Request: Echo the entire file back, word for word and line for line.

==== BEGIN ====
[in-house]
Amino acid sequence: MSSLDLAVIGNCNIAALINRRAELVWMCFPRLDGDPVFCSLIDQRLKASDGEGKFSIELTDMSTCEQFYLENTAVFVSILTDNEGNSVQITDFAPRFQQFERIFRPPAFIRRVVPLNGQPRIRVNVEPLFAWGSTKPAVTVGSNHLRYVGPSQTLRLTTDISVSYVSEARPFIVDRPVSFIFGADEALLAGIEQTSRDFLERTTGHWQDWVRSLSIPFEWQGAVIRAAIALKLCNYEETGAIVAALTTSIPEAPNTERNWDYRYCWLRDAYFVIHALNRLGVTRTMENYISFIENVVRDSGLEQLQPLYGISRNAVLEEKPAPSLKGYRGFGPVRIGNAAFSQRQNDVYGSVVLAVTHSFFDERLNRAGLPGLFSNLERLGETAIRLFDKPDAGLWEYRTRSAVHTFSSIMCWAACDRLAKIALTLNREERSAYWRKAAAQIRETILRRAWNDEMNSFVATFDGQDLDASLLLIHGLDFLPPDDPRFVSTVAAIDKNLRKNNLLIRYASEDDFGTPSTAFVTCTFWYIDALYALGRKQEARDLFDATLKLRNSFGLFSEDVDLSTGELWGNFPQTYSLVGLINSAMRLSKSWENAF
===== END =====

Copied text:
[in-house]
Amino acid sequence: MSSLDLAVIGNCNIAALINRRAELVWMCFPRLDGDPVFCSLIDQRLKASDGEGKFSIELTDMSTCEQFYLENTAVFVSILTDNEGNSVQITDFAPRFQQFERIFRPPAFIRRVVPLNGQPRIRVNVEPLFAWGSTKPAVTVGSNHLRYVGPSQTLRLTTDISVSYVSEARPFIVDRPVSFIFGADEALLAGIEQTSRDFLERTTGHWQDWVRSLSIPFEWQGAVIRAAIALKLCNYEETGAIVAALTTSIPEAPNTERNWDYRYCWLRDAYFVIHALNRLGVTRTMENYISFIENVVRDSGLEQLQPLYGISRNAVLEEKPAPSLKGYRGFGPVRIGNAAFSQRQNDVYGSVVLAVTHSFFDERLNRAGLPGLFSNLERLGETAIRLFDKPDAGLWEYRTRSAVHTFSSIMCWAACDRLAKIALTLNREERSAYWRKAAAQIRETILRRAWNDEMNSFVATFDGQDLDASLLLIHGLDFLPPDDPRFVSTVAAIDKNLRKNNLLIRYASEDDFGTPSTAFVTCTFWYIDALYALGRKQEARDLFDATLKLRNSFGLFSEDVDLSTGELWGNFPQTYSLVGLINSAMRLSKSWENAF